"I'm just going to leave my Google Doc right up here on the board," I said, pointing to the projected list of interview questions my high school students had generated for our Humans of New York-style writing and speaking project. "I'll write an answer to the question you pick and you can watch while you're working on your own."
My students seemed interested. They'd each drawn one of their classmates' questions out of an envelope at random, and I'd asked the last student to pick two and choose one for me to answer. Everyone got right to work, writing on a laptop or by hand (I like to give that choice), but at different points, all of them focused on my Google Doc, watching my words stumble across the page, unfolding in real time.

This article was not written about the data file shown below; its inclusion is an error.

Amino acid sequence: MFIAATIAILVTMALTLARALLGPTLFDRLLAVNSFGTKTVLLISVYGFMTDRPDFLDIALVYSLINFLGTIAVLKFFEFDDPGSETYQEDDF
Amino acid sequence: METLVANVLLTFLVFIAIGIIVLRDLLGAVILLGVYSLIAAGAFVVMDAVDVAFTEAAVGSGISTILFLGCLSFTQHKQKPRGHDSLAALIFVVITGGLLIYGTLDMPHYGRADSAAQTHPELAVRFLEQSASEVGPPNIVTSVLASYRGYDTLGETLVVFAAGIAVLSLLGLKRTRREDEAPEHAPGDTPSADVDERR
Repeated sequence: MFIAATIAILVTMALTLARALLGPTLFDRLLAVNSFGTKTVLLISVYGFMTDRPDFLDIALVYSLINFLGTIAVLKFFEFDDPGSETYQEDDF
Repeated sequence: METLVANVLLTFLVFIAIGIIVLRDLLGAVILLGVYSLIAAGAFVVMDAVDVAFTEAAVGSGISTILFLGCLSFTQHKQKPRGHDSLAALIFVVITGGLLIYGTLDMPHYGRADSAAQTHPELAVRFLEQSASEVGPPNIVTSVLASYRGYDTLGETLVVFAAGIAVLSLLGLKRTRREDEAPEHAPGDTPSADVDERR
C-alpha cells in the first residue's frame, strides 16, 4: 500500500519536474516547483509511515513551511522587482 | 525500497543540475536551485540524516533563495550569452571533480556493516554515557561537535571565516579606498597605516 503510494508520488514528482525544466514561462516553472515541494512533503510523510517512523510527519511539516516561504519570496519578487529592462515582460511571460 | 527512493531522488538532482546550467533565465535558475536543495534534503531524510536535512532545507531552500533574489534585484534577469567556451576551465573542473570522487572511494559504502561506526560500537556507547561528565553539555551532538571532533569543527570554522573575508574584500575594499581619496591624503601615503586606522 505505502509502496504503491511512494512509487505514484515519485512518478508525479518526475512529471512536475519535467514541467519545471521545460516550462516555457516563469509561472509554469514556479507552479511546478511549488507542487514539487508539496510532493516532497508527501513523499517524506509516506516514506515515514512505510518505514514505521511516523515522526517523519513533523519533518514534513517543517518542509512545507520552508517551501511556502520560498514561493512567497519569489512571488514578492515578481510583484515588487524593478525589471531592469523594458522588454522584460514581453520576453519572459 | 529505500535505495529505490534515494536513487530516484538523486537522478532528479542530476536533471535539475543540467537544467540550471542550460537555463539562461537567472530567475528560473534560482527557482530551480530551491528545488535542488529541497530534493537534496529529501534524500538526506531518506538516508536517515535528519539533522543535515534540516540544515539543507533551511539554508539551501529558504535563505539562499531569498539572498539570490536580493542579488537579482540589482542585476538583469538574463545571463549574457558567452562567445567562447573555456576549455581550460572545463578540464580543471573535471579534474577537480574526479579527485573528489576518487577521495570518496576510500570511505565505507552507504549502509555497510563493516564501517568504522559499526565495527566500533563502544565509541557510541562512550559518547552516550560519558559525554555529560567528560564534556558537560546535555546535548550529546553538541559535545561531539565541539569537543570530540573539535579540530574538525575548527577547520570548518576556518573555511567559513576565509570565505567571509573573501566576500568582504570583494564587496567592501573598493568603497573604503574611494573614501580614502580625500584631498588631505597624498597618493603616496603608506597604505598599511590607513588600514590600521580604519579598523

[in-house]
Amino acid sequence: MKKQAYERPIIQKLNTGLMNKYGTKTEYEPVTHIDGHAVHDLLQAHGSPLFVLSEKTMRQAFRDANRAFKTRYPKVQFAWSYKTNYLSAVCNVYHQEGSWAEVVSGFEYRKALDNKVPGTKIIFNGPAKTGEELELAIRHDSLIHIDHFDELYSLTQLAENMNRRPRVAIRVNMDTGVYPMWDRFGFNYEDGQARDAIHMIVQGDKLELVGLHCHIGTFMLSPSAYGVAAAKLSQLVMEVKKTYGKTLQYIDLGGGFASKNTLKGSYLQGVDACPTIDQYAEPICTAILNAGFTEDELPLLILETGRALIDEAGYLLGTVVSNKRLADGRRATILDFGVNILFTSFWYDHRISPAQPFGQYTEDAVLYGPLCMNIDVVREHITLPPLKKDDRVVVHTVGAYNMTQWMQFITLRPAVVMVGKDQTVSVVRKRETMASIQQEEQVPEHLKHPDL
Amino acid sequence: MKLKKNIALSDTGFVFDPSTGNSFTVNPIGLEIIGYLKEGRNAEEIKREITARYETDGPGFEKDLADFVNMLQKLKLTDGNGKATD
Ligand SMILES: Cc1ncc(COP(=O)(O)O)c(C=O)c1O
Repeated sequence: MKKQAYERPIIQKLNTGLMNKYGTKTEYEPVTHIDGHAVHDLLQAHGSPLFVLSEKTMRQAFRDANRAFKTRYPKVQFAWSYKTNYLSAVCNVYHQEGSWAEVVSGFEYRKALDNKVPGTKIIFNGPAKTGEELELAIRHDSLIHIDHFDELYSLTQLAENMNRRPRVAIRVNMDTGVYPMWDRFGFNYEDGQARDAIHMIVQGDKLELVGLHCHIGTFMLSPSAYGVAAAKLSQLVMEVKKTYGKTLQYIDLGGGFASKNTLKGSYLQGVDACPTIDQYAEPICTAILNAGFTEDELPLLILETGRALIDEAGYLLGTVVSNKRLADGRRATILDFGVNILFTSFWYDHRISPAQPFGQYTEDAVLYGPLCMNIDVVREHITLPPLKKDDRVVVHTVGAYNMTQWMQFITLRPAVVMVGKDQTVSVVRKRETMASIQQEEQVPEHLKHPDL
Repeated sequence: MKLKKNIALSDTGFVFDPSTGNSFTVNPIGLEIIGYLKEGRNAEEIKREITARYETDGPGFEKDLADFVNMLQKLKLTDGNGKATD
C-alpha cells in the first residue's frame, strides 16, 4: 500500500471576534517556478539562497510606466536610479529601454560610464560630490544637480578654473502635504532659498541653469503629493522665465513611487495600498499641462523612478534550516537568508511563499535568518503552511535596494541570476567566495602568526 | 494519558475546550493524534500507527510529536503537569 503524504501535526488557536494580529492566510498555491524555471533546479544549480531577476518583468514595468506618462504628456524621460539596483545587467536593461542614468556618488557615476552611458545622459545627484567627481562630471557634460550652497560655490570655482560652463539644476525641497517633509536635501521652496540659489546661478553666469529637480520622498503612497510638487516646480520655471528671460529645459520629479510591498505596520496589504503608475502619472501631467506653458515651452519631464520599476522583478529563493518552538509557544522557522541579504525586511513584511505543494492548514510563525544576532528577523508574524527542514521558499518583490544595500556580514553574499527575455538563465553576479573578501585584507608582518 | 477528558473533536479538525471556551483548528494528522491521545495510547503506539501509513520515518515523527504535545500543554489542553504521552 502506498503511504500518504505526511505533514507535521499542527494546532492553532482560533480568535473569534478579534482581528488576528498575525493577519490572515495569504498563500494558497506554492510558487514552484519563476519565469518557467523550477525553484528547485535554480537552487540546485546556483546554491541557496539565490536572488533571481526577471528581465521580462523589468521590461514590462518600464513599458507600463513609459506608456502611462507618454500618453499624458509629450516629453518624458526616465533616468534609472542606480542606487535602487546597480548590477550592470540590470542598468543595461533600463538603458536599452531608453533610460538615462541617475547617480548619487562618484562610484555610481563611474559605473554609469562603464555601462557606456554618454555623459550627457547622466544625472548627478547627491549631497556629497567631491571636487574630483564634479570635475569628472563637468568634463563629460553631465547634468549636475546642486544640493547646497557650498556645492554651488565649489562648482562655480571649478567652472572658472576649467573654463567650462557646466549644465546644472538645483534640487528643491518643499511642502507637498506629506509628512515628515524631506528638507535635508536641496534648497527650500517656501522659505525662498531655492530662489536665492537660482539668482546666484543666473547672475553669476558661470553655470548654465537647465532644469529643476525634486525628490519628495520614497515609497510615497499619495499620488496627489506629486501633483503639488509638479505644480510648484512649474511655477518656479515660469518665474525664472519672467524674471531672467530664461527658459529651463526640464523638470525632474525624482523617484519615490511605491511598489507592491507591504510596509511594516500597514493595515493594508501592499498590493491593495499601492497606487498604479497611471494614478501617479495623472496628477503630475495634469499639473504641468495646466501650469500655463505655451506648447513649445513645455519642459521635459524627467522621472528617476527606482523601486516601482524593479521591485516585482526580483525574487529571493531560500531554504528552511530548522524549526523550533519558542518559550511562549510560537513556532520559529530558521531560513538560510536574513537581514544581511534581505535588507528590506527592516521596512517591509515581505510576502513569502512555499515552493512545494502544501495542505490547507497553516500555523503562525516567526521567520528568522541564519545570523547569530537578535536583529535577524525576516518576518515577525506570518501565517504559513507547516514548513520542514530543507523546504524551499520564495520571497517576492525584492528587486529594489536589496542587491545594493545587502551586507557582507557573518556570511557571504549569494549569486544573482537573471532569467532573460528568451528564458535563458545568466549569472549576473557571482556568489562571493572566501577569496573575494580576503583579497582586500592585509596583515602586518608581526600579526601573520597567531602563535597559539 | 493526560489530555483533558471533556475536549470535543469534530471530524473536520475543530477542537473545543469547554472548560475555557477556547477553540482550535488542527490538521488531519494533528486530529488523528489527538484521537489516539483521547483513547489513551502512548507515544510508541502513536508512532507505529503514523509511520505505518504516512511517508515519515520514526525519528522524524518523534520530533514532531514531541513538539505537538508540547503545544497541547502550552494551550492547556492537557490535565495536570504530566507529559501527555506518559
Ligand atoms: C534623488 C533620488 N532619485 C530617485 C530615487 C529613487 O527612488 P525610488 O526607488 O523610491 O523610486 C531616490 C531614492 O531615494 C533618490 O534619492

They saw me hit the "delete" key, fix typos, add more detail to sentences, and pause when I felt stuck before continuing to write. They heard me read my words aloud and revise as I went ( "oh, I'd go back and add more information here"; "I'd probably change this word"). They identified what I'd done well and we used those comments to build a rubric they could use for their own writing.
Instead of telling them that knowing how to start a piece of writing can be tough but brainstorming helps, that sharing personal work isn't easy but can be rewarding, that revision is necessary-- I showed them. Sure, I felt a little nervous; it's the beginning of the year, and we're all still getting to know each other. But I really believe that when teachers write in front of students, it doesn't just help students learn more about the writing process; it builds community in the classroom.